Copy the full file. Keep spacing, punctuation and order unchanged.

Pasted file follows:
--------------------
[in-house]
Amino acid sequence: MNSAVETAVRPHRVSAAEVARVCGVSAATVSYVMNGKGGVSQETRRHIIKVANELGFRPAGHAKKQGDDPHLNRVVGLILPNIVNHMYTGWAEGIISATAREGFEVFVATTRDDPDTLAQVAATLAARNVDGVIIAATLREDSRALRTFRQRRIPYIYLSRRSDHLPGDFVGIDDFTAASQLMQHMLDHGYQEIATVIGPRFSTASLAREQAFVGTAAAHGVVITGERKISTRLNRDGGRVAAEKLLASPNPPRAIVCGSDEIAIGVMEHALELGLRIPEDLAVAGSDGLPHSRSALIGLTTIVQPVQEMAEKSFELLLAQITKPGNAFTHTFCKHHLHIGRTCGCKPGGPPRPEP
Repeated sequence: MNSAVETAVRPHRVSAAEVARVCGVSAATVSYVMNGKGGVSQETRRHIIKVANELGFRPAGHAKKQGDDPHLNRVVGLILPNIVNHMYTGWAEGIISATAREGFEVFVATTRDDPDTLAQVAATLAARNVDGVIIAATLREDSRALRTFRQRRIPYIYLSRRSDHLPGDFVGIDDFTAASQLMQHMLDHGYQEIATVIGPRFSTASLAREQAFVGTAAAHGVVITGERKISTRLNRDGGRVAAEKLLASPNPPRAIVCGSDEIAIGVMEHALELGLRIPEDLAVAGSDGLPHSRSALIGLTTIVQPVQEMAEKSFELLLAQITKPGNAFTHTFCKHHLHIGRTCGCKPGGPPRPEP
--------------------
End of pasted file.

[in-house]
Amino acid sequence: MNSAVETAVRPHRVSAAEVARVCGVSAATVSYVMNGKGGVSQETRRHIIKVANELGFRPAGHAKKQGDDPHLNRVVGLILPNIVNHMYTGWAEGIISATAREGFEVFVATTRDDPDTLAQVAATLAARNVDGVIIAATLREDSRALRTFRQRRIPYIYLSRRSDHLPGDFVGIDDFTAASQLMQHMLDHGYQEIATVIGPRFSTASLAREQAFVGTAAAHGVVITGERKISTRLNRDGGRVAAEKLLASPNPPRAIVCGSDEIAIGVMEHALELGLRIPEDLAVAGSDGLPHSRSALIGLTTIVQPVQEMAEKSFELLLAQITKPGNAFTHTFCKHHLHIGRTCGCKPGGPPRPEP
Repeated sequence: MNSAVETAVRPHRVSAAEVARVCGVSAATVSYVMNGKGGVSQETRRHIIKVANELGFRPAGHAKKQGDDPHLNRVVGLILPNIVNHMYTGWAEGIISATAREGFEVFVATTRDDPDTLAQVAATLAARNVDGVIIAATLREDSRALRTFRQRRIPYIYLSRRSDHLPGDFVGIDDFTAASQLMQHMLDHGYQEIATVIGPRFSTASLAREQAFVGTAAAHGVVITGERKISTRLNRDGGRVAAEKLLASPNPPRAIVCGSDEIAIGVMEHALELGLRIPEDLAVAGSDGLPHSRSALIGLTTIVQPVQEMAEKSFELLLAQITKPGNAFTHTFCKHHLHIGRTCGCKPGGPPRPEP